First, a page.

When crafting characters, think up specifics: consider the clothes they wear, how they speak, their mannerisms and body language, and how they interact with colleagues or family members.

Even if some of these details never appear onscreen, giving them life will translate through the characters’ dialogue and behavior!

Investing in developing your film characters can make yours an unforgettable story.

Story beats

Writing a great screenplay involves understanding the story structure, including story beats.

Beats are critical moments in the story that each act as a platform from which everything else grows. Even if you’re writing an adaptation (or a spec script), it pays to be familiar with the fundamentals of storytelling.

To craft a compelling story beat structure for your screenplay, keep two things in mind; every scene needs to move the action forward and develop interesting or relevant character arcs.

You should also think about how each beat sets up the next; by doing this, you can create a dynamic tension between characters in your screenplay, making it engaging and compelling for readers.

typing on a laptop

Common Questions About What Is a Screenplay?

What is the difference between screenplay and script?

Screenplays and scripts might seem like they’re interchangeable words, but they have surprisingly distinct meanings. A script is a more general term used in reference to dialogue on stage, TV, or film. A screenplay typically describes a document that outlines the dialogue and events of a movie.

Screenplays contain descriptions of scenery, character movements, and directions for sound effects and camera angles. Scripts, however, are typically thought of as having fewer details: with more emphasis on dialogue and often very little description of character movements or settings. While both terms can be used for any form of storytelling, it’s important to remember that only when the narrative involves film media is it accurately identified as a screenplay.

What is the difference between a screenplay and a film?

A screenplay is the written form of a story that will eventually be made into a movie, while a film is the end product. A screenplay is used to communicate ideas to film directors and cast members, so they have an understanding of what the movie should visually look like. It will include descriptions of each scene, dialogue, character names and descriptions, camera angles, transitions, and more. It also includes action notes and instructions on how the actors should move between scenes or express themselves with their eyes, mouth, or body language.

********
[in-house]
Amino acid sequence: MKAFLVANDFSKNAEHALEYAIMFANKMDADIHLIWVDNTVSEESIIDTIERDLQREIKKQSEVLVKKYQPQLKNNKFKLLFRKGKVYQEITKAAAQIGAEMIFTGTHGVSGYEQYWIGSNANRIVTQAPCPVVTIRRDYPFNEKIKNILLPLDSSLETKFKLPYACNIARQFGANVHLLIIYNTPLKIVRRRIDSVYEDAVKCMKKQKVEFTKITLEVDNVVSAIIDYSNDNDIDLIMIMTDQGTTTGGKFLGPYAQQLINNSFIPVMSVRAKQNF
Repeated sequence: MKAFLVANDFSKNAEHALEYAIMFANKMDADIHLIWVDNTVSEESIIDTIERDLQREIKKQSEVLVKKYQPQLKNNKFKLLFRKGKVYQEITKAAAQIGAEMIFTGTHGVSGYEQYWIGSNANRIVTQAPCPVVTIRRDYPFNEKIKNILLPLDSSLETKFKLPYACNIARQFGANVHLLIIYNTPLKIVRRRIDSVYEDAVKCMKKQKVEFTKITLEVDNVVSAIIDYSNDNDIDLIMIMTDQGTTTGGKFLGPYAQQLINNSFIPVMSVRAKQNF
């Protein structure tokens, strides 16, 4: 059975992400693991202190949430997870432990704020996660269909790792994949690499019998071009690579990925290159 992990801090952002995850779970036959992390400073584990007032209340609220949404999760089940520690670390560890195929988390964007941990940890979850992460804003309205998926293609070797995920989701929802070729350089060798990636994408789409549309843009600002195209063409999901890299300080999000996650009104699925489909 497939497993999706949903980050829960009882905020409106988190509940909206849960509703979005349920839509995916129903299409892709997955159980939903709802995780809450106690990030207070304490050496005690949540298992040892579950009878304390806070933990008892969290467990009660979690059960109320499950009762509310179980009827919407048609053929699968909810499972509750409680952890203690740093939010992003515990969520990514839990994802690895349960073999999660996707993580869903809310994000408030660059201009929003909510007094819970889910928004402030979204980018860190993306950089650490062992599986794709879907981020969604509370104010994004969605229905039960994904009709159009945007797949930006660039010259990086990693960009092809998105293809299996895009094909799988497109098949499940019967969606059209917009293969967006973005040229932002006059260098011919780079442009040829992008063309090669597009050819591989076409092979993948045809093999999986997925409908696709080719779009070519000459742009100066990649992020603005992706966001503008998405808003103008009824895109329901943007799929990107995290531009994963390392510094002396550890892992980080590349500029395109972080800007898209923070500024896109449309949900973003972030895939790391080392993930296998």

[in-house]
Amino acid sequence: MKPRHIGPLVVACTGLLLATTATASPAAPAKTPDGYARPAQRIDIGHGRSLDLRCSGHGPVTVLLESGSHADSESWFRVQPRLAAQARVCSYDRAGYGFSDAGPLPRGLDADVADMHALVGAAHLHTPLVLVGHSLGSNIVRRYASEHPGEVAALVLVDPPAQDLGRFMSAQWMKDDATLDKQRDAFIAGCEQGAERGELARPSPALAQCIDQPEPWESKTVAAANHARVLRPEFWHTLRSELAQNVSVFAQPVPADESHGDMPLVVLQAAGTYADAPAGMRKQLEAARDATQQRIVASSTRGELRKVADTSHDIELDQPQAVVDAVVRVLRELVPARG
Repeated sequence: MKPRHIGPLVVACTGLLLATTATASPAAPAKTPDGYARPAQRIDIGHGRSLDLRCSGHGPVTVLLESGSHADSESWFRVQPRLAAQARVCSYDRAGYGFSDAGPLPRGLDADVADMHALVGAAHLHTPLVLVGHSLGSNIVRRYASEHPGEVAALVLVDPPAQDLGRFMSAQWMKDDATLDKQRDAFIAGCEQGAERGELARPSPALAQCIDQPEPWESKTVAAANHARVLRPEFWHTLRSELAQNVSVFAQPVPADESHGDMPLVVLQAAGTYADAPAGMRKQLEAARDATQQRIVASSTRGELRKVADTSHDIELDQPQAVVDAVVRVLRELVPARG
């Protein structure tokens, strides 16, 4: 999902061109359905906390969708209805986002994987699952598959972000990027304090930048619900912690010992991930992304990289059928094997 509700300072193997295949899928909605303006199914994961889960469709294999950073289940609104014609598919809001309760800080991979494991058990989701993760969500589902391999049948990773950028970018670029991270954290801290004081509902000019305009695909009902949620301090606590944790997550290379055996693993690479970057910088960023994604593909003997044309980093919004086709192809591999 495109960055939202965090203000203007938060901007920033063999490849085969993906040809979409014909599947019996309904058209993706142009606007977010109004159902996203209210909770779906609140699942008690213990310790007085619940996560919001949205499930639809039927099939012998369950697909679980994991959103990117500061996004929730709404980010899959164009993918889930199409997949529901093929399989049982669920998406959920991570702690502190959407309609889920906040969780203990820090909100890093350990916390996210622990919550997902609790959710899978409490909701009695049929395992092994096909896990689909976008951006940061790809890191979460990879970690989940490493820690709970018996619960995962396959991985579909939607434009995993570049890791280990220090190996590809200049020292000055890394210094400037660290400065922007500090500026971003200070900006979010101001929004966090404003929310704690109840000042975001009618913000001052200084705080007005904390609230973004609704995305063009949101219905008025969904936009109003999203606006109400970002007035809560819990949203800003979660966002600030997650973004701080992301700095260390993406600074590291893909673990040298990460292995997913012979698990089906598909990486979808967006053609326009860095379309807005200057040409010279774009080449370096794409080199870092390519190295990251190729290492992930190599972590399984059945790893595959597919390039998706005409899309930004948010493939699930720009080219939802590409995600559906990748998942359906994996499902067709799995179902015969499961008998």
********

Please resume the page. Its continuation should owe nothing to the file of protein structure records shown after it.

Films, on the other hand, are the final product that has been shot by the director and edited according to his/her preferences. It’s usually accompanied by music, creating an immersive experience for the viewer. In essence, screenplays explain how to make a film, while films are the finished version.

What is the difference between screenplays and stage plays?

Screenplays are scripts written for television or film, while stage plays are meant for theatrical productions. Generally speaking, a screenplay will have more action as every scene detail must be revealed in the dialogue or characters’ movements.

On the other hand, stage plays require set design and costumes, which can help bring a production alive and create a mood. They also tend to be longer than screenplays because they have more time to build tension, character development, and emotional responses from an audience.

And most importantly, stage plays are mainly dialogue-driven, while screenplays are a balance of action and dialogue.

You can check out more of the differences in my article on the differences between novels, screenplays, and stageplays if you are interested in learning more!

What is an adapted screenplay?

An adapted screenplay is a script that is based on existing source material, such as a novel, play, or true story. The screenwriter must adapt the original work into a film-friendly format while staying true to the essence of the original story.

If you want to learn more about movies that have been adapted from other works, check out my article on the 30 best adapted screenplays of all time!

What is a screenplay, and why is it important?

A screenplay is an essential part of the filmmaking process. It’s like the blueprint or roadmap for any film project. Great screenplays provide a detailed description of what the visuals look like, what dialogue is spoken, how it should be performed, and its overall structure.

Without a screenplay, filmmakers are left without direction and the ability to communicate their vision to others involved in the production effectively. Screenwriters are incredibly important as they are responsible for creating compelling stories and characters that will excite and enthrall audiences, engaging them in conversations long after the credits roll.

What is a screenplay?

Final Thoughts on Screenplays

Screenwriting is incredibly rewarding to master and hone, allowing you to craft stories that captivate your audience.

You get to practice valuable writing techniques like voice, dialogue, and story structure and gain insight into filmmaking.

Additionally, when you write a screenplay and it actually gets filmed, it feels so satisfying to see your work on the big screen!

With a wealth of resources for aspiring screenwriters, such as books for in-depth studies, professional mentors, online courses, and even websites with free advice from successful screenwriters, anyone can start their screenwriting journey.

Whether you’re looking for inspiration from classics or diving into blockbuster trends and TV show scenarios, the possibilities are limitless.

So don’t be shy – go out there and make something unforgettable!

Looking for more help with screenwriting? Check out these other fantastic articles!

How to Adapt a Book Into a Screenplay: 11 Tips for Writers

Short Film Ideas: 9 Easy Ways to Generate Ideas

How to Write a Montage in a Script: The Ultimate Guide